Bought a Buick Enclave last year. It’s great, although I do miss my heavier, V-8 Yukon. The Enclave has power seats with lumbar support and all sorts of tilting adjustments for the seat and the seat back. The “trunk/cargo” door has power lift so the weight is no problem. Of course that comes with a price. We buy a car every 10-12 years, and save up for one that is 4 Wheel or all wheel drive, relatively heavy, with enough power to get out of a jam, and safety considerations. Hang the expense. It’s better than hospital or funeral expenses.

  59. Cap'n Rusty Says:

    Honda Accord. Word.

  60. Tom Says:

    RE the F-150: She lives in Boston and Neo isn’t Scott Brown!
    The majority of responses favor small, gas-sipping Jap/Korean vehicles. What does this say about Neo’s readership? Green (agh) neocons?

  61. Cap'n Rusty Says:

    A follow-up thought. For the forseeable future, I’d be a bit reluctant to buy a car from a Korean company, at least until the strategic situation on that sub-continent stabilizes.

    As to Hondas, I’ve owned 2 Accords. The 1996 had 180,000 miles on it when I sold it to my daughter. She sold it with 310,000 miles on it. My 2003 Accord has 225,000 miles on it; no rust, tight as a drum, 34 mpg highway. Made in America. However, the lastest version of the Accord does seem “bloated.”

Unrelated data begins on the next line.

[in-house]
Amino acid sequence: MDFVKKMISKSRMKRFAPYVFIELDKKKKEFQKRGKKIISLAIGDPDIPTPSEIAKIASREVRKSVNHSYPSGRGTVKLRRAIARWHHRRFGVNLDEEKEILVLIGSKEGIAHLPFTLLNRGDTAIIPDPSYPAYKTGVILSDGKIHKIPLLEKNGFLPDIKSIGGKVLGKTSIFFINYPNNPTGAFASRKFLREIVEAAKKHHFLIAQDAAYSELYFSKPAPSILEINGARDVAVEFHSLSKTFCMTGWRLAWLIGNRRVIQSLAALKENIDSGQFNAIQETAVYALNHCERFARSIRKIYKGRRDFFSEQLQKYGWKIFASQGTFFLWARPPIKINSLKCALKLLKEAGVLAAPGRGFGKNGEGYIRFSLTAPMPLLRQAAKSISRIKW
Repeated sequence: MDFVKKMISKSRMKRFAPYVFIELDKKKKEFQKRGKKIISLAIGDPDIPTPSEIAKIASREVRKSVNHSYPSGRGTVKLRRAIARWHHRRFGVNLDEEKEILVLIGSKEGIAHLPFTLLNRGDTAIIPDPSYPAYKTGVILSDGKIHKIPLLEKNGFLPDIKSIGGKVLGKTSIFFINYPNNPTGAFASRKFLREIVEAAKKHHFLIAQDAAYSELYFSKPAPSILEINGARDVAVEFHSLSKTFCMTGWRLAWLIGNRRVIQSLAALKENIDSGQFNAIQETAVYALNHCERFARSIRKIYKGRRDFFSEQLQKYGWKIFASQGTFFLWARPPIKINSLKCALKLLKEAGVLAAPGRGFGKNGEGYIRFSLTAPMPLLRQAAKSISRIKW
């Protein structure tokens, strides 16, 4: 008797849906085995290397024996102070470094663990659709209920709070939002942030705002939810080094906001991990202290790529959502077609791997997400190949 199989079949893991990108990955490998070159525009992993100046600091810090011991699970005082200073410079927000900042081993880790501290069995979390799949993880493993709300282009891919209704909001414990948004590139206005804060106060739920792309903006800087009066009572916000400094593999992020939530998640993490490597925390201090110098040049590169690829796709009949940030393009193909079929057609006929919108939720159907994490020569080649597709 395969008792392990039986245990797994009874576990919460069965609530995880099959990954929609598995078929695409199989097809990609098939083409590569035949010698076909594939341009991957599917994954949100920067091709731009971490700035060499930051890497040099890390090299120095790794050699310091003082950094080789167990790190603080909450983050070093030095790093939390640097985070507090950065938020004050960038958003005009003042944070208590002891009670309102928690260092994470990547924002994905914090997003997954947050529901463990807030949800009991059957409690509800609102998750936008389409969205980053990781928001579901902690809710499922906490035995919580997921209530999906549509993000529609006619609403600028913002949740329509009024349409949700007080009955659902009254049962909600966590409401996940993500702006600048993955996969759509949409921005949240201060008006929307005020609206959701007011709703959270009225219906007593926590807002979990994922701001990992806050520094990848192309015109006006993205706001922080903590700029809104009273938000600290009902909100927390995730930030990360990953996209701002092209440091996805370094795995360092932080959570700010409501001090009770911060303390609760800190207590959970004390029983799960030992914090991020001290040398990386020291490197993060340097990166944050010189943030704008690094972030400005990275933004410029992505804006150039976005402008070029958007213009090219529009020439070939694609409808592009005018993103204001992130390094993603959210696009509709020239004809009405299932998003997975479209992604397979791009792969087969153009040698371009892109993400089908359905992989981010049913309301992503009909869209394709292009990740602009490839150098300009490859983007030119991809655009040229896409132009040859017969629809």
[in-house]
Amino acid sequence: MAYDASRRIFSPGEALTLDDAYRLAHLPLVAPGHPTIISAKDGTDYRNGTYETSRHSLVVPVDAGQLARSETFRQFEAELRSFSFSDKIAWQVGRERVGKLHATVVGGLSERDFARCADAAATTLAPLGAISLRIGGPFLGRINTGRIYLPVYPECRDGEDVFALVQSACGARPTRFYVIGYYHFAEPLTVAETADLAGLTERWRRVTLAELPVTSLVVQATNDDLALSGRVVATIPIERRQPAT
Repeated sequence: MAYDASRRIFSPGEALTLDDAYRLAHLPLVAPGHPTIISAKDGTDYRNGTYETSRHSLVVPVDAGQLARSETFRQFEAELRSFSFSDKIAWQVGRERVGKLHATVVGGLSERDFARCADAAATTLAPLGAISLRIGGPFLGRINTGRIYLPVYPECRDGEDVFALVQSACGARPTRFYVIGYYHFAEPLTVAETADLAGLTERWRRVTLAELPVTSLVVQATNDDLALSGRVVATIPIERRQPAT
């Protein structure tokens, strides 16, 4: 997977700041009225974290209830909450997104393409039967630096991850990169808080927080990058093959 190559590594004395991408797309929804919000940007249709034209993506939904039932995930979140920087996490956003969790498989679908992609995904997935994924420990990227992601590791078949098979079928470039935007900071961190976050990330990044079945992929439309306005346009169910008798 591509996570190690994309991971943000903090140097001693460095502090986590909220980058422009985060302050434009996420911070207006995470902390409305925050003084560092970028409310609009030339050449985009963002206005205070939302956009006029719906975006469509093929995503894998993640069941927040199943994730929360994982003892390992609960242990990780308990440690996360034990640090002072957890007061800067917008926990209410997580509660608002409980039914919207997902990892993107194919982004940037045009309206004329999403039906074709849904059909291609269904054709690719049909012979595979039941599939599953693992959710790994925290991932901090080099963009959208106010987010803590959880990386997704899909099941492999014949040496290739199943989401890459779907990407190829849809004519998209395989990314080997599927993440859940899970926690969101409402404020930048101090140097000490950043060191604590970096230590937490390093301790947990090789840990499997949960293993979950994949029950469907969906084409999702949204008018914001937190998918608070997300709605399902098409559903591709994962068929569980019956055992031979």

The current Honda Civic is about the size of earlier Accords. And the new, small Honda “Fit” is a “city” car, but was very well-liked by the afficionados at Car & Driver magazine because it was also a real “driver’s” car.

    Second choice: VW Golf.

  62. LisaM Says:

    Cap’n Rusty – I’m a Honda fan too. I had an Accord that lasted for over 20 years. My current vehicle is a 2001 Odyssey, that has the tilt seat Neo is looking for. Not that I’m recommending a mini van for Neo, but maybe the Honda SUVs or even the Accord might have the same seat.

  63. JFM Says:

    Neo,

    Check out the various Hyundai offerings.

    I own a 2008 Elantra and it’s been remarkably trouble-free in 32,000 miles of driving.

    I suggest that you try a Sonata. It’s a larger, heavier car than an Elantra and will give you a smoother, quieter ride.

    Way back, Hyundai made cheap cars that weren’t very good; now Hyundai is making cheap cars that are good, and in the future Hyundai will be making good cars that aren’t cheap.

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Previously a lifelong Democrat, born in New York and living in New England, surrounded by liberals on all sides, I've found myself slowly but surely leaving the fold and becoming that dread thing: a neocon.